On 31 December 2016, Law Number. 30532 was published in the Official Gazette. The law sets forth tax rules aimed at promoting the development of the capital market. The main rules of the law are summarized below.
- The tax incentives are meant to promote investment in Peruvian Real Estate Investment Trusts (REITs) as defined under the regulations of the securitization process (Resolución SMV No 038-2016-SMV/01). The tax incentive consists of deferring the obligation to pay income tax and immovable property transfer tax on the immovable property transferred to a REIT
- In the case of REITs and Real Estate Investment Funds, which derive income from the lease of immovable property, and whose participants are individuals domiciled in Peru or a single-person company (also known as empresa unipersonal) resident abroad, the attribution of such income will be subject to income tax at a rate of 5%, provided that certain conditions are met
- A new source rule has been included in the Peruvian Income Tax Law, according to which income arising from the transfer of accounts payables, in which the acquirer of such receivable takes on the debtor's risk (non-recourse) will be deemed as Peruvian-source income, as long as the transferor of such account receivable is a Peruvian resident, or the debtor is a Peruvian resident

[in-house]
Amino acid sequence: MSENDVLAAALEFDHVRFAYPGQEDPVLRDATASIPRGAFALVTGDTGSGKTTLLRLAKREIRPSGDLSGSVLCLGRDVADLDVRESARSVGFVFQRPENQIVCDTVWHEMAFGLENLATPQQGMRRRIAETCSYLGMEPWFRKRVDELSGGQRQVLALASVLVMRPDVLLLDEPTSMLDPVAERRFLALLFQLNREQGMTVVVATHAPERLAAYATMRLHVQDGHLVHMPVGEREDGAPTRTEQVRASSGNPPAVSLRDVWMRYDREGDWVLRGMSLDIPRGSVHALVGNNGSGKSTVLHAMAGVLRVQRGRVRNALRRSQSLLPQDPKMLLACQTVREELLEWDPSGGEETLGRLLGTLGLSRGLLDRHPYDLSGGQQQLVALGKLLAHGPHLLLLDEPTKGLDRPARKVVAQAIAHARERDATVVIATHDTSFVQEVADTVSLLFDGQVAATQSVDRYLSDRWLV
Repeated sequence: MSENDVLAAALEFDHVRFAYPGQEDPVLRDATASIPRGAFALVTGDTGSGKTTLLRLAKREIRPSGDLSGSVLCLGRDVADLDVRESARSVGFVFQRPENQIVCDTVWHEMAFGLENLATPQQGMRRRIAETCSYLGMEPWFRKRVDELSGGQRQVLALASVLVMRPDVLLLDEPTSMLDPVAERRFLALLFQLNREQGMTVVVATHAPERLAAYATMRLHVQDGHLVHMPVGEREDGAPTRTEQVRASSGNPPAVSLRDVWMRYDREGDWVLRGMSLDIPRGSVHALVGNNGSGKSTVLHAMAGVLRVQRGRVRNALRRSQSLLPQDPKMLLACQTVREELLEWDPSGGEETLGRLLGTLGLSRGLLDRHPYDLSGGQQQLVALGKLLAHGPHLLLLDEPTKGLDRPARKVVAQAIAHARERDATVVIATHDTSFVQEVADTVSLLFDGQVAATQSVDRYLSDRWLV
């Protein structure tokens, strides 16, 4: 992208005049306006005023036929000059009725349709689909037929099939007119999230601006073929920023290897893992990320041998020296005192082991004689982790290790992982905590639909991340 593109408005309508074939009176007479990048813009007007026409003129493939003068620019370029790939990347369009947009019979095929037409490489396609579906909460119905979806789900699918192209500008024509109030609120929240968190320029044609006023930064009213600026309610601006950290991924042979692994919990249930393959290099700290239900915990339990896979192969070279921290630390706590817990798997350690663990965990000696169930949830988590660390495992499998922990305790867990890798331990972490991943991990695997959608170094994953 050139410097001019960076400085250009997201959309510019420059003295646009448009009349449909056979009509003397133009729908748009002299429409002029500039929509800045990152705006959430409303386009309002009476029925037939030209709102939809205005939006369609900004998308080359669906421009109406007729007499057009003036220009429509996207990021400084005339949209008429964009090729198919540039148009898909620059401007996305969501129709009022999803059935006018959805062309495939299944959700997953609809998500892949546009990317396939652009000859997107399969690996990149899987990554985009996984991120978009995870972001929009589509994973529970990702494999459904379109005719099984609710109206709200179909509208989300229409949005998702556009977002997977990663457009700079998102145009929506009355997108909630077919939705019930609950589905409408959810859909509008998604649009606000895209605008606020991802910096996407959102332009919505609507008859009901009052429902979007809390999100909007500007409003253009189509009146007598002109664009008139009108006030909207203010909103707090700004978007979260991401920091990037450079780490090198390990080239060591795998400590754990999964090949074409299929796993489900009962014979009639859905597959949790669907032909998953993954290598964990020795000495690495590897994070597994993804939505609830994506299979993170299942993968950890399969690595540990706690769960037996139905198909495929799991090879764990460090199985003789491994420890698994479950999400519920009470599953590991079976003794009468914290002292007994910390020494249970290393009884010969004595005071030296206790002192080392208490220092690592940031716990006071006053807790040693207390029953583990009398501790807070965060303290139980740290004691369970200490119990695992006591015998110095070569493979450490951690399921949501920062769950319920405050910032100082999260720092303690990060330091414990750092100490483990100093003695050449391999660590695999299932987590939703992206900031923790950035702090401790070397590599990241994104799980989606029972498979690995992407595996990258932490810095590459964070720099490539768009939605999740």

- Specific tax rules for the disposal of account receivables included in "tradable invoices" (facturas negociables), in which the acquirer of such invoices takes on the debtor's risk (non-recourse) are incorporated. The profit obtained by the invoice's acquirer from the difference between the face value and the discount value of such invoice (which is deemed, for Peruvian tax purposes, as income arising from the provision of services) will be subject to income tax at a rate of 5%, provided that the acquirer is an individual domiciled in Peru or a single-person company (empresa unipersonal) resident abroad
The law entered into force on 1 January 2017. The rules regarding REITs and the disposal of "tradable invoices" will remain in force for 10 years.
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